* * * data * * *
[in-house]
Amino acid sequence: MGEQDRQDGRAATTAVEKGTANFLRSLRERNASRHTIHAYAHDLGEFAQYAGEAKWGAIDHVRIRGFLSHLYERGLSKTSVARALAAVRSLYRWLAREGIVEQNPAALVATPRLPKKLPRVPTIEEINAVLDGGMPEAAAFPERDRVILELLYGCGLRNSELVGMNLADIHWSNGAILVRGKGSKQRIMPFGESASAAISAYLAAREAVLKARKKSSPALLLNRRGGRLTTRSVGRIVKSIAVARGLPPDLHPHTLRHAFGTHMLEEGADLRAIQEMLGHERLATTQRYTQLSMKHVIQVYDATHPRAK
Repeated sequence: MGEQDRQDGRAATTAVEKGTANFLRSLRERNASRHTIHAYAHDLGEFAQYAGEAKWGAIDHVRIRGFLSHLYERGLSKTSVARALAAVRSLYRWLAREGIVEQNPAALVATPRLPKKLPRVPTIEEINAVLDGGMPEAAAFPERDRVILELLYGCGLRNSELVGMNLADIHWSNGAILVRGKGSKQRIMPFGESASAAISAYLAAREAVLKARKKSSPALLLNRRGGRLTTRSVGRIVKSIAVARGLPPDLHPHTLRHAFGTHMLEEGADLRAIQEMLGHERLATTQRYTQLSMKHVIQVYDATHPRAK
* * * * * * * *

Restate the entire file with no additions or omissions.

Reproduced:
[in-house]
Amino acid sequence: MGEQDRQDGRAATTAVEKGTANFLRSLRERNASRHTIHAYAHDLGEFAQYAGEAKWGAIDHVRIRGFLSHLYERGLSKTSVARALAAVRSLYRWLAREGIVEQNPAALVATPRLPKKLPRVPTIEEINAVLDGGMPEAAAFPERDRVILELLYGCGLRNSELVGMNLADIHWSNGAILVRGKGSKQRIMPFGESASAAISAYLAAREAVLKARKKSSPALLLNRRGGRLTTRSVGRIVKSIAVARGLPPDLHPHTLRHAFGTHMLEEGADLRAIQEMLGHERLATTQRYTQLSMKHVIQVYDATHPRAK
Repeated sequence: MGEQDRQDGRAATTAVEKGTANFLRSLRERNASRHTIHAYAHDLGEFAQYAGEAKWGAIDHVRIRGFLSHLYERGLSKTSVARALAAVRSLYRWLAREGIVEQNPAALVATPRLPKKLPRVPTIEEINAVLDGGMPEAAAFPERDRVILELLYGCGLRNSELVGMNLADIHWSNGAILVRGKGSKQRIMPFGESASAAISAYLAAREAVLKARKKSSPALLLNRRGGRLTTRSVGRIVKSIAVARGLPPDLHPHTLRHAFGTHMLEEGADLRAIQEMLGHERLATTQRYTQLSMKHVIQVYDATHPRAK